Caves were some of the earliest refuges for human beings on Earth. Could the same be true for future pioneers on Mars?
Glen Cushing, a space scientist with the U.S. Geological Survey, thinks so. He said he has found evidence for an extensive cave system among ancient volcanoes at Mars' equator.
Using images from spacecraft orbiting the Red Planet, Cushing discovered a series of "collapse depressions" in extinct lava flows from the massive Arsia Mons volcano near the planet's equator. Twelve miles high and 270 miles across, Arsia Mons is the second-largest volcano on Mars.
Cushing said these depressions are consistent with lava flows on Earth that produce caves. Flowing lava cools first on the surface, creating a hard roof, while lava continues to flow underneath. When the flow stops, what's left behind is an empty tube, kind of like the straw left when someone is finished drinking a milkshake.
Some of these Mars depressions, or grooves, are more than 60 miles long and more than 150 feet across, Cushing said.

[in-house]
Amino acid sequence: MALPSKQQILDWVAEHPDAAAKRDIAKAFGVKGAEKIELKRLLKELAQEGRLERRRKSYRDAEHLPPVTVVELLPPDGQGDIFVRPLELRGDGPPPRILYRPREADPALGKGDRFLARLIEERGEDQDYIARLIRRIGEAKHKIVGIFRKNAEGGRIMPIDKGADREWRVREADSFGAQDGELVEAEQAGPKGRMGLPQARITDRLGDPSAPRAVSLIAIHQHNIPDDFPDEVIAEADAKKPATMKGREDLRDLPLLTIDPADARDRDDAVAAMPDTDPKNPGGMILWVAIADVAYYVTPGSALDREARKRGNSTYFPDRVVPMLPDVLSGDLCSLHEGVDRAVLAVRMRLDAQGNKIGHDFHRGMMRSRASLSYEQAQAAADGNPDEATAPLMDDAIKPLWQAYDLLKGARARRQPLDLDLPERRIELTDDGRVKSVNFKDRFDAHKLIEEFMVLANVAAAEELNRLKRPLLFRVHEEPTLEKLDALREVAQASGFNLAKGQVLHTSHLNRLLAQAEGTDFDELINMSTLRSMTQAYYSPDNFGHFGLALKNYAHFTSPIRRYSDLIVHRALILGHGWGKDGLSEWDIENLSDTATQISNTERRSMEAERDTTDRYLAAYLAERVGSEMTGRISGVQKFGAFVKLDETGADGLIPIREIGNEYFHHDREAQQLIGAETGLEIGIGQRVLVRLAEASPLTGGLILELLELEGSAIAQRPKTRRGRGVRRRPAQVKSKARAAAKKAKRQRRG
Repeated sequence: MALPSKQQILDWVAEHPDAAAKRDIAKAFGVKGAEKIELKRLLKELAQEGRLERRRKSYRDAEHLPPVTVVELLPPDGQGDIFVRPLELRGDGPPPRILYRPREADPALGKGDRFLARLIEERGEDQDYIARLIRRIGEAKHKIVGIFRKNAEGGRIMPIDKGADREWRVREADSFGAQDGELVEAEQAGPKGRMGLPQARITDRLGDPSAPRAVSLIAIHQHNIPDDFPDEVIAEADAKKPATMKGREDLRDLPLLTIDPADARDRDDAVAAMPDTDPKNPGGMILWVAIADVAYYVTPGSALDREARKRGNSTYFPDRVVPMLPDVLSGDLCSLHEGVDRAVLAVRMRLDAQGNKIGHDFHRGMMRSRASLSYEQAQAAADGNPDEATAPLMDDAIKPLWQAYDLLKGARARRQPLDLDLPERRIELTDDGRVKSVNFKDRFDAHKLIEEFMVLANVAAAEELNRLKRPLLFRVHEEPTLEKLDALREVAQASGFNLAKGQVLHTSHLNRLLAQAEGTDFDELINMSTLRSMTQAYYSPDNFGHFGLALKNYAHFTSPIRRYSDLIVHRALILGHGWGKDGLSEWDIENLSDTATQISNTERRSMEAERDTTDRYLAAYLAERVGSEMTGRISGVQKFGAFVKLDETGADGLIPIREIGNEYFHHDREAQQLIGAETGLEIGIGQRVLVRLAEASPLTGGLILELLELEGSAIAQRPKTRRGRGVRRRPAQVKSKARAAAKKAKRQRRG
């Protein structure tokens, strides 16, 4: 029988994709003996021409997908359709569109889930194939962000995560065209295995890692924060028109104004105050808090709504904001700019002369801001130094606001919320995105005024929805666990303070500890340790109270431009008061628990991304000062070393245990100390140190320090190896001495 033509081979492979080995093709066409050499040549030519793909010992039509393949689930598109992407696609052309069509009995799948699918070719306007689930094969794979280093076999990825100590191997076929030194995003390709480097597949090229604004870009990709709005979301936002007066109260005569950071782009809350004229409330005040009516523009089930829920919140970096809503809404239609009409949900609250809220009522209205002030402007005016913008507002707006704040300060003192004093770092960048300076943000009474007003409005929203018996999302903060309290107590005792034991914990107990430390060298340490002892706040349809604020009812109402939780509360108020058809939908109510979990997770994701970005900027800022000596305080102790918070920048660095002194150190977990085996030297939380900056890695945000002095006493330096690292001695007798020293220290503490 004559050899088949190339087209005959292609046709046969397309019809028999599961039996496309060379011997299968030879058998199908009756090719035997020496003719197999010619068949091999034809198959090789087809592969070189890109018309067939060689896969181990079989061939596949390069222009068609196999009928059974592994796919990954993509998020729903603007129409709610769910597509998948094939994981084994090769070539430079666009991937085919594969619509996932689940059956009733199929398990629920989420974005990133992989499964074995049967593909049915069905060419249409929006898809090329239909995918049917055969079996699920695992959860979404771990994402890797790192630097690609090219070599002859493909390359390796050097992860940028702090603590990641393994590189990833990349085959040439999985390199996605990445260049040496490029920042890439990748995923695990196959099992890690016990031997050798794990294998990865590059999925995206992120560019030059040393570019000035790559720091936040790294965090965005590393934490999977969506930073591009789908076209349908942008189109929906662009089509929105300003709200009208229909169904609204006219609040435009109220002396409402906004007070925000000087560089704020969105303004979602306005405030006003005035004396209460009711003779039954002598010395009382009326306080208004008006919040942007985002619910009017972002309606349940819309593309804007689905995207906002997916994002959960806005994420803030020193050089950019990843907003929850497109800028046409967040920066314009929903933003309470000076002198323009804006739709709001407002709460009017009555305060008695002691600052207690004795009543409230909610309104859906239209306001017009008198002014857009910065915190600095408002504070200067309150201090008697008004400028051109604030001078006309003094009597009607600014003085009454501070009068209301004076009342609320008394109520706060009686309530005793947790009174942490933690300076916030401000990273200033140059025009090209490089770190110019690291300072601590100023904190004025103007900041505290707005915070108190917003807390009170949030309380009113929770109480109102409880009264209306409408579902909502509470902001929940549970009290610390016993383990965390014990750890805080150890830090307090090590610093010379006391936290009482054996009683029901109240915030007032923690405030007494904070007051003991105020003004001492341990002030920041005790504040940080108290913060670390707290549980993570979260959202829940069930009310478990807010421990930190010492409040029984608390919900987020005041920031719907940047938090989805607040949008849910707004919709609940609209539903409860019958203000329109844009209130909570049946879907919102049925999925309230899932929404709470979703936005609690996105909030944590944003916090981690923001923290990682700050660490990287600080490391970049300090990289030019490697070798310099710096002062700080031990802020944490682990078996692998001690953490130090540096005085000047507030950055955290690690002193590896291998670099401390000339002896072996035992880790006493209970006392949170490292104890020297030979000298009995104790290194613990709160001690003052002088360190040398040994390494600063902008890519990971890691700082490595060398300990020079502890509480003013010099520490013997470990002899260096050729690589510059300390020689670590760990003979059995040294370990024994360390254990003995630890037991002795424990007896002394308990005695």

Cushing presented his findings last week at the Geological Society of America's annual meeting in Portland, Ore.
Rich Zurek, chief Mars scientist at the Jet Propulsion Laboratory in La Canada Flintridge, Calif., said the new findings are consistent with past images of the Martian surface showing large sunken zones in the lava flows on the flanks of the big volcanoes. "We had postulated these were collapsed lava tubes," he said. "Some were tens or hundreds of meters deep."
On Earth, caves protected early man from dangerous beasts. On Mars, the danger is the environment itself, from bone-chilling cold to potentially deadly cosmic rays streaming down from space. While the Mars lander would keep out the cold, several feet of rock would do a better job of blocking cosmic rays than the thin metal skin of a spacecraft.